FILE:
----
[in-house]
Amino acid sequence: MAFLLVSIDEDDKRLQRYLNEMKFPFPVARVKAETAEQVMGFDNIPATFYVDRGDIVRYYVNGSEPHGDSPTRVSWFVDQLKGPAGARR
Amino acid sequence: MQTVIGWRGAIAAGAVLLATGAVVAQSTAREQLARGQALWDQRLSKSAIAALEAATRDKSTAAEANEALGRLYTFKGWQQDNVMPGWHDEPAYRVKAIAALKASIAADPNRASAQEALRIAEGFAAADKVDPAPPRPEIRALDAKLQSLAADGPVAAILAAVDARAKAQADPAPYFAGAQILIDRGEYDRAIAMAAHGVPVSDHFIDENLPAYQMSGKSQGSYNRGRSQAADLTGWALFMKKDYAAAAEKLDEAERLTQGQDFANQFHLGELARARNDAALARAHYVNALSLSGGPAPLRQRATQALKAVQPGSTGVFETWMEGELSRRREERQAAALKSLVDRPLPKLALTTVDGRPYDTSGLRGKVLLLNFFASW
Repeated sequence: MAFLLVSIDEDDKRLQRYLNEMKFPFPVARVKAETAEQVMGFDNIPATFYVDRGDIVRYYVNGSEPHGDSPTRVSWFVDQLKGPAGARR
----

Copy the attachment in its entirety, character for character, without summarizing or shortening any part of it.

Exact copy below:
[in-house]
Amino acid sequence: MAFLLVSIDEDDKRLQRYLNEMKFPFPVARVKAETAEQVMGFDNIPATFYVDRGDIVRYYVNGSEPHGDSPTRVSWFVDQLKGPAGARR
Amino acid sequence: MQTVIGWRGAIAAGAVLLATGAVVAQSTAREQLARGQALWDQRLSKSAIAALEAATRDKSTAAEANEALGRLYTFKGWQQDNVMPGWHDEPAYRVKAIAALKASIAADPNRASAQEALRIAEGFAAADKVDPAPPRPEIRALDAKLQSLAADGPVAAILAAVDARAKAQADPAPYFAGAQILIDRGEYDRAIAMAAHGVPVSDHFIDENLPAYQMSGKSQGSYNRGRSQAADLTGWALFMKKDYAAAAEKLDEAERLTQGQDFANQFHLGELARARNDAALARAHYVNALSLSGGPAPLRQRATQALKAVQPGSTGVFETWMEGELSRRREERQAAALKSLVDRPLPKLALTTVDGRPYDTSGLRGKVLLLNFFASW
Repeated sequence: MAFLLVSIDEDDKRLQRYLNEMKFPFPVARVKAETAEQVMGFDNIPATFYVDRGDIVRYYVNGSEPHGDSPTRVSWFVDQLKGPAGARR